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Roll Call

The House

December 03, 1989

Foreign Aid

By a vote of 310 to 107, the House passed a bill (HR 3743) appropriating $14.8 billion in U.S. foreign aid in fiscal 1990, $4.7 billion in military assistance, $3.2 billion in economic aid and nearly $7 billion for other programs designed to further U.S. policies around the globe.

The bill had been stripped of provisions that caused President Bush to veto an earlier version of it. For example, it no longer earmarked $15 million for a U.N. population control fund said by critics to finance forced abortions and sterilizations in China. It retained a ban on foreign aid being used to induce recipient countries and persons to carry out illegal activities to further U.S. policies abroad. But this response to the Iran-Contra scandal had been softened enough to satisfy Bush's complaint that infringed on a President's authority to conduct foreign policy.

Supporter Mickey Edwards (R-Okla.) said the bill "reflects the priorities of the Bush Administration in providing assistance to our allies."

Opponent Jim Moody (D-Wis.) criticized Bush for blocking aid to U.N. population-control programs, saying the President was playing "a symbolic game of vetoing money that does not in fact go for any abortion."

Members voting yes supported the bill.

How They Voted Yea Nay No vote Rep. Anderson (D) X Rep. Dornan (R) X Rep. Dreier (R) X Rep. Dymally (D) X Rep. Hawkins (D) X Rep. Martinez (D) X Rep. Torres (D) X

El Salvador

By a vote of 194 to 215, the House refused to consider an amendment withholding aid to El Salvador because of the murder there of six Jesuit priests, their housekeeper and her daughter in mid-November. Some backers of the amendment blamed the massacre on "death squad" activities unchecked by the rightist government of Salvadoran President Alfredo Cristiani. But they acknowledged they could not prove their accusation.

This vote occurred during debate on HR 3743 (above). The amendment sought to delay until next April the release of 30% of $85 million in military aid earmarked for El Salvador in fiscal 1990.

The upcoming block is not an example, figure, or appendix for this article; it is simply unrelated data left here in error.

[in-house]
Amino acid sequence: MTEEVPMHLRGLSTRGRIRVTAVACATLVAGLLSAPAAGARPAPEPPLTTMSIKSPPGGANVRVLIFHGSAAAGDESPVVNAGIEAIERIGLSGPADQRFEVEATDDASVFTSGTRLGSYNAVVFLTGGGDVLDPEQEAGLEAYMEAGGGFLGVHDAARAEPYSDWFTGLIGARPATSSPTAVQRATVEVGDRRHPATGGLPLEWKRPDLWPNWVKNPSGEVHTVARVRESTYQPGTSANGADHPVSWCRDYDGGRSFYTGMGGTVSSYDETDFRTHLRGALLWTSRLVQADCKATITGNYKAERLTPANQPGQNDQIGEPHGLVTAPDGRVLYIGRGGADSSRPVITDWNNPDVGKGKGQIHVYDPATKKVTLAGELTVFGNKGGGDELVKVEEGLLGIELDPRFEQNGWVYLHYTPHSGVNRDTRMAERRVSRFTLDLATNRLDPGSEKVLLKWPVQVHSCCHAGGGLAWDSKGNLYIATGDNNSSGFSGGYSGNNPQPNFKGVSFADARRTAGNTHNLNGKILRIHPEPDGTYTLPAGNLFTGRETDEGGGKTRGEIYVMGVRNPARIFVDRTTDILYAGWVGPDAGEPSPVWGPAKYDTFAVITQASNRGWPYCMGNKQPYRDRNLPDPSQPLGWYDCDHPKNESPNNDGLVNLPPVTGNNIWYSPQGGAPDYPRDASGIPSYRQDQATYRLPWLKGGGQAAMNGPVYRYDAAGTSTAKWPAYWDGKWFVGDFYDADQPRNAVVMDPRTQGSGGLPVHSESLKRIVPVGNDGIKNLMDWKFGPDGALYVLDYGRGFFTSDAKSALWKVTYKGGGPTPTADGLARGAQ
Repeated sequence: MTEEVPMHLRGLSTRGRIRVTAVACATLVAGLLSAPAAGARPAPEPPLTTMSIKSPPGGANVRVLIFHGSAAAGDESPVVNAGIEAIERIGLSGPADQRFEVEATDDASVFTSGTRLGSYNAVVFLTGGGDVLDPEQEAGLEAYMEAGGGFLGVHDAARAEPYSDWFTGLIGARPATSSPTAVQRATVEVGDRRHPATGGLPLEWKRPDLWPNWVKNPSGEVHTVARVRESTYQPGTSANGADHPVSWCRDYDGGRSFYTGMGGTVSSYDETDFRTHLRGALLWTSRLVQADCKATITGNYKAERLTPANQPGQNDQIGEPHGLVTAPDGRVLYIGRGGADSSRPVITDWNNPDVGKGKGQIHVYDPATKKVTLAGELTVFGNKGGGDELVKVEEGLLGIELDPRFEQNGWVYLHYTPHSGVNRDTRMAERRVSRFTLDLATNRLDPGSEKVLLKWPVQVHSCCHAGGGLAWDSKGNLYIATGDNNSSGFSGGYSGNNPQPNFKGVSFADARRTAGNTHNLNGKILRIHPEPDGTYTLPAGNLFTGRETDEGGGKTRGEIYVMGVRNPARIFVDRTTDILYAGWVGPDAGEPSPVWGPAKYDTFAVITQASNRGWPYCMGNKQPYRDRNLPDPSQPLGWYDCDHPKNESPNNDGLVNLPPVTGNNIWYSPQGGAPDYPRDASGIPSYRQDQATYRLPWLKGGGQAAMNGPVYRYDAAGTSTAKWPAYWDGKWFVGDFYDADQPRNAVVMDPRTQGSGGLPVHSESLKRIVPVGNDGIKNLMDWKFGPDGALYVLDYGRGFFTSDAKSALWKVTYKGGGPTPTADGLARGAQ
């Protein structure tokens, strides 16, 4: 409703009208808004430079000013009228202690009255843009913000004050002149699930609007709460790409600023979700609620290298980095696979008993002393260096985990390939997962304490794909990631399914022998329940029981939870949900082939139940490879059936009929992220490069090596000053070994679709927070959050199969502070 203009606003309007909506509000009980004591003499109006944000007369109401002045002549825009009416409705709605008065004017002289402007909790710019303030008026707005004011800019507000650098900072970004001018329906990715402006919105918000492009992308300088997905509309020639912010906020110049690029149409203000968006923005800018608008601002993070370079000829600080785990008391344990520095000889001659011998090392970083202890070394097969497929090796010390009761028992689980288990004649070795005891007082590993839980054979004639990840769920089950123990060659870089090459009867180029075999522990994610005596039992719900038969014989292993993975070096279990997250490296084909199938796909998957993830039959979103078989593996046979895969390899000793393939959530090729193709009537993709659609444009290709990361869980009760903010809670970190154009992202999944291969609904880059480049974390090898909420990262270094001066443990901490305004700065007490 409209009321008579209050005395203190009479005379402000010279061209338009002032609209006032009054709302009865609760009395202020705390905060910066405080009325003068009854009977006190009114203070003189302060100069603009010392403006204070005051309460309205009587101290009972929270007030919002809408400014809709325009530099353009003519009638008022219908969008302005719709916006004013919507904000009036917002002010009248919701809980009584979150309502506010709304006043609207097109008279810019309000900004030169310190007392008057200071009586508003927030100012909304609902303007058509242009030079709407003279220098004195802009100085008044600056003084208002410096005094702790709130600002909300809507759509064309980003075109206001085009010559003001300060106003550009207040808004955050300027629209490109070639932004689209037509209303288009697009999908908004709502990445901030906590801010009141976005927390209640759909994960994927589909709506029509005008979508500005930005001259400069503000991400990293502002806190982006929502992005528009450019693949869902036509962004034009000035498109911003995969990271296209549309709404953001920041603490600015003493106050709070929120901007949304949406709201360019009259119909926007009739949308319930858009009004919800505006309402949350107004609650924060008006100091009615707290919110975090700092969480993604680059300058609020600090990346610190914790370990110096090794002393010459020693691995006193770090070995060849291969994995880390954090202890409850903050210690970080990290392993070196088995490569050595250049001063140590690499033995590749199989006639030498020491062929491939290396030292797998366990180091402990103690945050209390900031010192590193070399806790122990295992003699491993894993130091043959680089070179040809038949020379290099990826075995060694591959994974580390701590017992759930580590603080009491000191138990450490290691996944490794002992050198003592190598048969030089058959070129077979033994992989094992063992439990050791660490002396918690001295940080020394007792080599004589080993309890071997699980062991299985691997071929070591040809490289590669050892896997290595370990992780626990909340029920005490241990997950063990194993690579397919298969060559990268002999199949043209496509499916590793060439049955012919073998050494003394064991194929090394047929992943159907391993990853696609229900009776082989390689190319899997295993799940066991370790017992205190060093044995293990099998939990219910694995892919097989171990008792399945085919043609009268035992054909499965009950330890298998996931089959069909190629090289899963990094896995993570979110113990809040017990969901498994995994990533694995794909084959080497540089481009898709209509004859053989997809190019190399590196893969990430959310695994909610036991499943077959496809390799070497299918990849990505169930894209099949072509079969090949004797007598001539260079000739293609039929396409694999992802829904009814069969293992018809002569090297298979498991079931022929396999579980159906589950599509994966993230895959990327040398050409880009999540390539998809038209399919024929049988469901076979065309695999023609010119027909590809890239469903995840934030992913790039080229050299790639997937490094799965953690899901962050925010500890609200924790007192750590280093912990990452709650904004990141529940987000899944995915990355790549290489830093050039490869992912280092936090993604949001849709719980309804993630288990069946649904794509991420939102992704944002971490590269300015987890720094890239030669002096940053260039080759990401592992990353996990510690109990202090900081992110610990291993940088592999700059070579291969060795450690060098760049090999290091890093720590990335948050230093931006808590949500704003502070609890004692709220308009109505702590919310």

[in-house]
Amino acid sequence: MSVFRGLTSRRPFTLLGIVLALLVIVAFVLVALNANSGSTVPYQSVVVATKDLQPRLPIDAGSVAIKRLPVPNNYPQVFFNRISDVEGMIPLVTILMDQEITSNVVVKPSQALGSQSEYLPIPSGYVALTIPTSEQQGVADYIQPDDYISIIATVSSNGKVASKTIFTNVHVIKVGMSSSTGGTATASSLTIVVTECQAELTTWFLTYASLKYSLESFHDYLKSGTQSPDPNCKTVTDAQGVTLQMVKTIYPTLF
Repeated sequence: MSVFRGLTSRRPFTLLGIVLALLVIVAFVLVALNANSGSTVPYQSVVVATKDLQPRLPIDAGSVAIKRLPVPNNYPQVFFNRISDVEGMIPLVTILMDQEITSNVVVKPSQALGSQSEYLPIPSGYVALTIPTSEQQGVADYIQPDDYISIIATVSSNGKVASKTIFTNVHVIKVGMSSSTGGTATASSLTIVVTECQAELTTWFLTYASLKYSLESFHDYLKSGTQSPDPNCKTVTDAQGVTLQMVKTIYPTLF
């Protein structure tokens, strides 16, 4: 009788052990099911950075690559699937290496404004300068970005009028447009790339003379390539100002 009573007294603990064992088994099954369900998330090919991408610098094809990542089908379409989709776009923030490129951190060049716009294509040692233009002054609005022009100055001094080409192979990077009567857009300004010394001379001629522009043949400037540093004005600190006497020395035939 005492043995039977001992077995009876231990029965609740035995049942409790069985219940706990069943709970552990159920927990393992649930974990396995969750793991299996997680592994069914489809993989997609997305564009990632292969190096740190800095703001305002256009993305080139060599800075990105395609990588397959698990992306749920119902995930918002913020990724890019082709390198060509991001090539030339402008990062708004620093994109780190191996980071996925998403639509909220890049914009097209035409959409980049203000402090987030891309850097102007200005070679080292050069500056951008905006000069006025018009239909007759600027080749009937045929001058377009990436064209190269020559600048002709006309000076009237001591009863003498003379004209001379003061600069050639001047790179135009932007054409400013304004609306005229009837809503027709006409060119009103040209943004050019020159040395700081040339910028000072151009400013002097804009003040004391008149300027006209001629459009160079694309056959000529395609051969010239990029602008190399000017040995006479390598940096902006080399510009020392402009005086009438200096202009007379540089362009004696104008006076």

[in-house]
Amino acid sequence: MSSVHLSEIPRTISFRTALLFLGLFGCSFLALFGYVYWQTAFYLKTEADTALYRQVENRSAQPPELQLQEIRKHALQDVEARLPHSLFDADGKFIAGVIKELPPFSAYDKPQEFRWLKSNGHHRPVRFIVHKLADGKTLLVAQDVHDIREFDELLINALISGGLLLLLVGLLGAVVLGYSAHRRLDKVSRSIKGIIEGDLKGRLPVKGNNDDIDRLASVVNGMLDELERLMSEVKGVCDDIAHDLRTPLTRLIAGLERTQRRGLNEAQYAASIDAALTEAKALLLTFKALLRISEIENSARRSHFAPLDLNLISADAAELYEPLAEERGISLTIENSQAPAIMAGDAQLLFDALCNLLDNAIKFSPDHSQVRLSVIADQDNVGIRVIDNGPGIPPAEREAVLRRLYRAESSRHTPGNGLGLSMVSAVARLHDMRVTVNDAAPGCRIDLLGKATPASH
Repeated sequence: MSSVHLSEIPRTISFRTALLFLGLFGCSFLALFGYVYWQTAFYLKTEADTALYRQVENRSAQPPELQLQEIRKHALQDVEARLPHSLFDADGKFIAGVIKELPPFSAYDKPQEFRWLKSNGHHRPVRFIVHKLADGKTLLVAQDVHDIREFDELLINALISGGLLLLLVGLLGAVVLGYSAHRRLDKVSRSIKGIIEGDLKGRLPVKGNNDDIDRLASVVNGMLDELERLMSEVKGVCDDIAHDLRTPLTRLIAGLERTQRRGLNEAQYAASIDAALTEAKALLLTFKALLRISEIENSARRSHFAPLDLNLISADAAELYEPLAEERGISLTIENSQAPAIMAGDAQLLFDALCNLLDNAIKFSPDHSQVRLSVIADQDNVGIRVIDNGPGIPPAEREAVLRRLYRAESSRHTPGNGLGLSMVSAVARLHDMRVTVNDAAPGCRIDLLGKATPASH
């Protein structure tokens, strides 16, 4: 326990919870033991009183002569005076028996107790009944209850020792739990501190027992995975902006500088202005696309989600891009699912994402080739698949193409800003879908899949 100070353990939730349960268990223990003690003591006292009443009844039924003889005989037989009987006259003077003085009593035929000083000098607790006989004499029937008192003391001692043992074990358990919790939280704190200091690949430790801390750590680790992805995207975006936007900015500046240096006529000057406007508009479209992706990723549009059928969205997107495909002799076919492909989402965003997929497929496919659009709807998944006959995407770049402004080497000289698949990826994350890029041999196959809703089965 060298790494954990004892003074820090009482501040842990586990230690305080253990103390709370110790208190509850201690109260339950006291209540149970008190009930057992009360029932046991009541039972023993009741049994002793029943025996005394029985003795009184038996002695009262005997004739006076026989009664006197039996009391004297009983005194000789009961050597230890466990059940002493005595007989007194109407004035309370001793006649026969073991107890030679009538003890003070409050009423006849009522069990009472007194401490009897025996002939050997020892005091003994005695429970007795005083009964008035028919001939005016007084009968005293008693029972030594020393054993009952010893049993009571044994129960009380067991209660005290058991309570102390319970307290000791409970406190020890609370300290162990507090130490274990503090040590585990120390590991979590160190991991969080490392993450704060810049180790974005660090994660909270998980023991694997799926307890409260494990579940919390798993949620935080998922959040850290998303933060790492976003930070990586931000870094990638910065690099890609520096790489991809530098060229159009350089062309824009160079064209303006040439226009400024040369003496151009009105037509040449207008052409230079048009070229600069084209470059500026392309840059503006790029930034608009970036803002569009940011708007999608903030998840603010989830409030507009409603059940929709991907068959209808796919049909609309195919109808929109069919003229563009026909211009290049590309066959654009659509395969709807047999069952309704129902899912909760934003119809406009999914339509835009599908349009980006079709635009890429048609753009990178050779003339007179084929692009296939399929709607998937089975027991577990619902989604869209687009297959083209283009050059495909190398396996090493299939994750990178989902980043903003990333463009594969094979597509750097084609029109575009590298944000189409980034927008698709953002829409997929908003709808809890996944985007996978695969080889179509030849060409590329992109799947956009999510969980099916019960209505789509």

Supporter Joe Moakley (D-Mass.) said the Salvadoran government must understand "that events like last week's barbaric killings will put U.S. military aid in question."

Opponent Bud Shuster (R-Pa.) said: "There is absolutely no credible information to indicate who perpetrated these dastardly deeds of murdering these priests."

Members voting yes wanted the House to consider the amendment withholding military aid to El Salvador.

How They Voted Yea Nay No vote Rep. Anderson (D) X Rep. Dornan (R) X Rep. Dreier (R) X Rep. Dymally (D) X Rep. Hawkins (D) X Rep. Martinez (D) X Rep. Torres (D) X

Catastrophic Care Repeal

By a vote of 55 to 346, the House refused to salvage a new law designed to insure Medicare participants against potentially ruinous doctor and hospital bills and other runaway medical costs. The Senate by non-record vote went along with the House decision to scrap the catastrophic care program that was considered landmark legislation when enacted last year.

The program fell out of favor on Capitol Hill after the Medicare beneficiaries who were to pay for it objected to the cost. It was financed by higher premiums and an income tax surcharge paid by those with enough means to owe taxes. The repeal bill (HR 3607) was sent to President Bush.

Members voting no wanted to repeal the 1988 Catastrophic Coverage Act.

How They Voted Yea Nay No vote Rep. Anderson (D) X Rep. Dornan (R) X Rep. Dreier (R) X Rep. Dymally (D) X Rep. Hawkins (D) X Rep. Martinez (D) X Rep. Torres (D) X

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